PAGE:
"Pokemon Go" Usage Is On The Decline, So Does That Mean The Fad Is Ending Completely?
In July, "Pokemon Go" burst into the world and became an overnight sensation, with tens of millions of people living out their childhood dream of running around and catching Pokemon in the real world. But now in late August, data compiled by Axiom Capital Management shows that the number of "Pokemon Go" users is already declining. Is this an indication that the app was nothing more than a brief and intense fad? Or is this just a temporary slump before things even out now that they hype has died down?
"Pokemon Go" launched on July 6, 2016, and in under two weeks, the augmented reality game had around 45 million users. Out of nowhere, it seemed that "Pokemon Go" had conquered the world. You couldn't seem to go anywhere without tripping over someone trying to catch a Pokemon — including some places where people really should know better. Everyone was playing it — even the Westboro Baptist Church, usually the most out-of-touch organization in the country, got involved somehow.
Now, however, less than two months after launching, the game seems to be losing fans. As the BBC notes, no official figures on the download stats of "Pokemon Go" have been released; however, Axiom Capital Management's data suggests that from a peak of around 45 million users in mid-to-late July, the game has dropped only about 30 million users today — quite a large loss in the span of just a month. And those users who still have the app are becoming less and less engaged as well, reports Bloomberg. At this rate, "Pokemon Go" will be all but extinct by the end of the year. So much for buying your siblings a "Pokemon Go" Plus wearable for Christmas.
So will history remember "Pokemon Go" as just a blip on the radar, one of the few genuinely delightful things that happened in the otherwise bad-news-heavy year that has been 2016? There are plenty of reasons to think that the game might not stick around for the long term.
For one thing, playing isn't all that convenient. Unlike typical video games, which are readily accessible in the comfort of your living room, "Pokemon Go" requires users to, well, go. You have to walk around outside, and unless you own a "Pokemon Go" Plus wearable, you also have to be looking through your phone screen a lot while doing it. This can drain your battery pretty quickly, limiting your playing time considerably.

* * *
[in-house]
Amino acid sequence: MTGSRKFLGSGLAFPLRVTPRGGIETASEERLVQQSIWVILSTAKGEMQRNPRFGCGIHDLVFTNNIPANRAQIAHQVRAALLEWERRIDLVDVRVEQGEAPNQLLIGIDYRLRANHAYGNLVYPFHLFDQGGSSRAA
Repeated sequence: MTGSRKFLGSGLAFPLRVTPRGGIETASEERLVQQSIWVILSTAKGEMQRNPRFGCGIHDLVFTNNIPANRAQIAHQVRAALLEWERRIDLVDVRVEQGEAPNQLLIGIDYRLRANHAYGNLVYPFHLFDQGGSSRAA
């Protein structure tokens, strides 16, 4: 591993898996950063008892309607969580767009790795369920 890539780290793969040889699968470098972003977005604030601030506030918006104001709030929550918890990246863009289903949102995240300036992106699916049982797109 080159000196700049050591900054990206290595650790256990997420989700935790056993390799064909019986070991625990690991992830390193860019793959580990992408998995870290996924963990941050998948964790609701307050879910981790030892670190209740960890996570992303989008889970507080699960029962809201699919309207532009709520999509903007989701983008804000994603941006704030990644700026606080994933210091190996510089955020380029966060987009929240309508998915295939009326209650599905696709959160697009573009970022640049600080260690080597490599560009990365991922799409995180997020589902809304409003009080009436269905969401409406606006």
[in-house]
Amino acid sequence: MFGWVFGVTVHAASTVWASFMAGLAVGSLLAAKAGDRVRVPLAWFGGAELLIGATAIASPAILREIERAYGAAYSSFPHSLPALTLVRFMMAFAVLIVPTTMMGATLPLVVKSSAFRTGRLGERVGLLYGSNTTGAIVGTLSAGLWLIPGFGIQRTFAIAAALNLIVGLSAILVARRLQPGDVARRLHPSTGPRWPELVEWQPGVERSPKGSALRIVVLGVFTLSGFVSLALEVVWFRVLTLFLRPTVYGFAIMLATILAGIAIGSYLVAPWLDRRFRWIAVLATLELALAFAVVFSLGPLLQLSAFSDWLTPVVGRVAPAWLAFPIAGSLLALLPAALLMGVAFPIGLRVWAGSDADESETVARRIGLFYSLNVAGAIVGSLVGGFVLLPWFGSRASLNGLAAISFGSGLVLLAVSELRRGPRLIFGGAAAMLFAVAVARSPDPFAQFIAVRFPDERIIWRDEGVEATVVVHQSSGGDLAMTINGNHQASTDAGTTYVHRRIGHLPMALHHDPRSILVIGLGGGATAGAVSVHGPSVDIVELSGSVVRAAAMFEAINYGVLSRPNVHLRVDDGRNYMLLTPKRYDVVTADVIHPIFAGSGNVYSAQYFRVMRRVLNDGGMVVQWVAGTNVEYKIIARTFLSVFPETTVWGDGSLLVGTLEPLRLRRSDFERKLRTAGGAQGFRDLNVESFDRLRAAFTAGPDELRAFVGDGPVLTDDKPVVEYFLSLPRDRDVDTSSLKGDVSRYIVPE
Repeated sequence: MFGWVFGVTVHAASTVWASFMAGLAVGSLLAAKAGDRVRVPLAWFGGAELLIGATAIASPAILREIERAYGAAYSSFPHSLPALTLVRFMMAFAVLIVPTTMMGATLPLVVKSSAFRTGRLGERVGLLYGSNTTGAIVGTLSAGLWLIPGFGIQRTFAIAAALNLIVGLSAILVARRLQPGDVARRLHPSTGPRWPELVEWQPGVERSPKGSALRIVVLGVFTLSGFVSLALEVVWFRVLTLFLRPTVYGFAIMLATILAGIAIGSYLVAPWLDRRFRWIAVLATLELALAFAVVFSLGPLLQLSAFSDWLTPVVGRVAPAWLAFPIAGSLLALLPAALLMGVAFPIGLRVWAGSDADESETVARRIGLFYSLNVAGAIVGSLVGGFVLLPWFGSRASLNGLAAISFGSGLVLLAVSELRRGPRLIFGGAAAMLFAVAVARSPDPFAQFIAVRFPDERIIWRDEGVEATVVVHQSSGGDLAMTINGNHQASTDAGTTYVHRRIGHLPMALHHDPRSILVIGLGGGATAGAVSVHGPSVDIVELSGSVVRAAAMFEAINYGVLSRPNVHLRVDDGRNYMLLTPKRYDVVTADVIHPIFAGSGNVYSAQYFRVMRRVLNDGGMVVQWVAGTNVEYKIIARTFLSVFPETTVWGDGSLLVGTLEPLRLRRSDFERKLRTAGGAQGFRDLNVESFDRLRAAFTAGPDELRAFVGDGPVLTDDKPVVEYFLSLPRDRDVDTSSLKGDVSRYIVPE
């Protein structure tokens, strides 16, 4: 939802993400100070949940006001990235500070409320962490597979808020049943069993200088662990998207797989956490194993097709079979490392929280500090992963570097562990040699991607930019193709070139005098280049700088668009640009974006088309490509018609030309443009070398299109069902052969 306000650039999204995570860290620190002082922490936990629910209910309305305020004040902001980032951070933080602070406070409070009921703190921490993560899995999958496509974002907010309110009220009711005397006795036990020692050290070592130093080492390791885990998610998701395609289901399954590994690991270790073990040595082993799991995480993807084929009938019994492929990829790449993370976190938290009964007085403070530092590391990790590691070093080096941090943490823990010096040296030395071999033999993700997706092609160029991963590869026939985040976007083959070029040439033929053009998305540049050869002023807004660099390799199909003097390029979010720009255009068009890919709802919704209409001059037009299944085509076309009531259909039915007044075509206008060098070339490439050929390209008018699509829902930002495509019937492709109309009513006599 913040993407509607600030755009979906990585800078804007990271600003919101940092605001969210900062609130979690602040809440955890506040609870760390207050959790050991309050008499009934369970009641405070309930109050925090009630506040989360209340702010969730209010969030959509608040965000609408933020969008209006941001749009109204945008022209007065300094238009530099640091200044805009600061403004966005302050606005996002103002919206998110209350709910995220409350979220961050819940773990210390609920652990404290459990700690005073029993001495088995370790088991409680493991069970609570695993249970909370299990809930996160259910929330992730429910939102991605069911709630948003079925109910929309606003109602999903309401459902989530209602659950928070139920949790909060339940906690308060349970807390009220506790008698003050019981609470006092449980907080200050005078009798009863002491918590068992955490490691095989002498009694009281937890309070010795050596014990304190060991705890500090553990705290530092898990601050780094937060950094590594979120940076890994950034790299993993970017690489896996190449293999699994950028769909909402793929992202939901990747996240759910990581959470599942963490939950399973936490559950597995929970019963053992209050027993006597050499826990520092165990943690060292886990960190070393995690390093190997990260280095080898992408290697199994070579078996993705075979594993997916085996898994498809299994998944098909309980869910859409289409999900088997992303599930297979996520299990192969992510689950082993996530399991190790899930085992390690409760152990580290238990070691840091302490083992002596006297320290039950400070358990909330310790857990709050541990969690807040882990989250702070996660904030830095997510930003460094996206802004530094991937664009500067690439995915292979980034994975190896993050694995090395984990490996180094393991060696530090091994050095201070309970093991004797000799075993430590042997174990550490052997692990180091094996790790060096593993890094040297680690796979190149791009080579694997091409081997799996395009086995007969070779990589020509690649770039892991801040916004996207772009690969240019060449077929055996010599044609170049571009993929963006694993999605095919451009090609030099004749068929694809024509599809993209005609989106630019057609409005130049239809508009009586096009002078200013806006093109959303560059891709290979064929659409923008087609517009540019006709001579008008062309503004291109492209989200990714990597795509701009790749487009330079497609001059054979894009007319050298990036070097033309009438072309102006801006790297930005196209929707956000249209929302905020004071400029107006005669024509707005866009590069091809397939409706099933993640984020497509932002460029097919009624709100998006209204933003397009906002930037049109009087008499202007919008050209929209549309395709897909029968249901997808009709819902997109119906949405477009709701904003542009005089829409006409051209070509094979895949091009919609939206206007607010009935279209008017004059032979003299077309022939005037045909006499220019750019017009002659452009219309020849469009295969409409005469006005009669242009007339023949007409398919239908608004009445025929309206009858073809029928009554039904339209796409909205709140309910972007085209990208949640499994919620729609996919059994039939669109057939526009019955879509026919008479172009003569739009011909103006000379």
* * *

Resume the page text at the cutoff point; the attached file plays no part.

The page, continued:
Plus, the game itself is, by nature, fairly repetitive, as even its early reviews pointed out. A lot of it involves doing the same thing over and over again. Dueling other players can certainly be exciting, but that occupies a comparatively small amount of the time you might spend playing "Pokemon Go." So once the initial excitement and novelty of running around throwing Pokeballs at Squirtles wears off, it can become fairly dull — and frustrating, given that the glitches have continued to be routine as well. So it's not unreasonable to think that "Pokemon Go" will quickly become a thing of the past.
However, there are also reasons to think that this decline isn't the first stage of a die-off after all.
For one thing, the astronomical popularity of "Pokemon Go" was unexpected, as well as probably never sustainable in the first place. The developer, Niantic, certainly never prepared for the game to be as popular as it became — which was a big reason there were so many technical difficulties. "Pokemon Go's" popularity was fueled in part by big news stories about the app, and a sizable number of people who downloaded it probably did so more out of curiosity than any innate desire to play. It's only logical that, now that the hype has died down somewhat, those users would take the app off their phones. It doesn't mean that everyone is going to abandon ship, just that the numbers were artificially inflated by people who were probably never going to stick around long-term anyway.
And this exodus might also improve user experience for those who remain, encouraging more people to stick around. With fewer people playing, there's less pressure on the servers, meaning they will hopefully crash less often.
Overall, there are still 30 million people playing "Pokemon Go," which is certainly not too shabby. Whether that number holds steady or continues to fall remains to be seen. But one thing is for certain — "Pokemon Go" has shown there is definitely a market for augmented reality games; so you can bet more will be coming.
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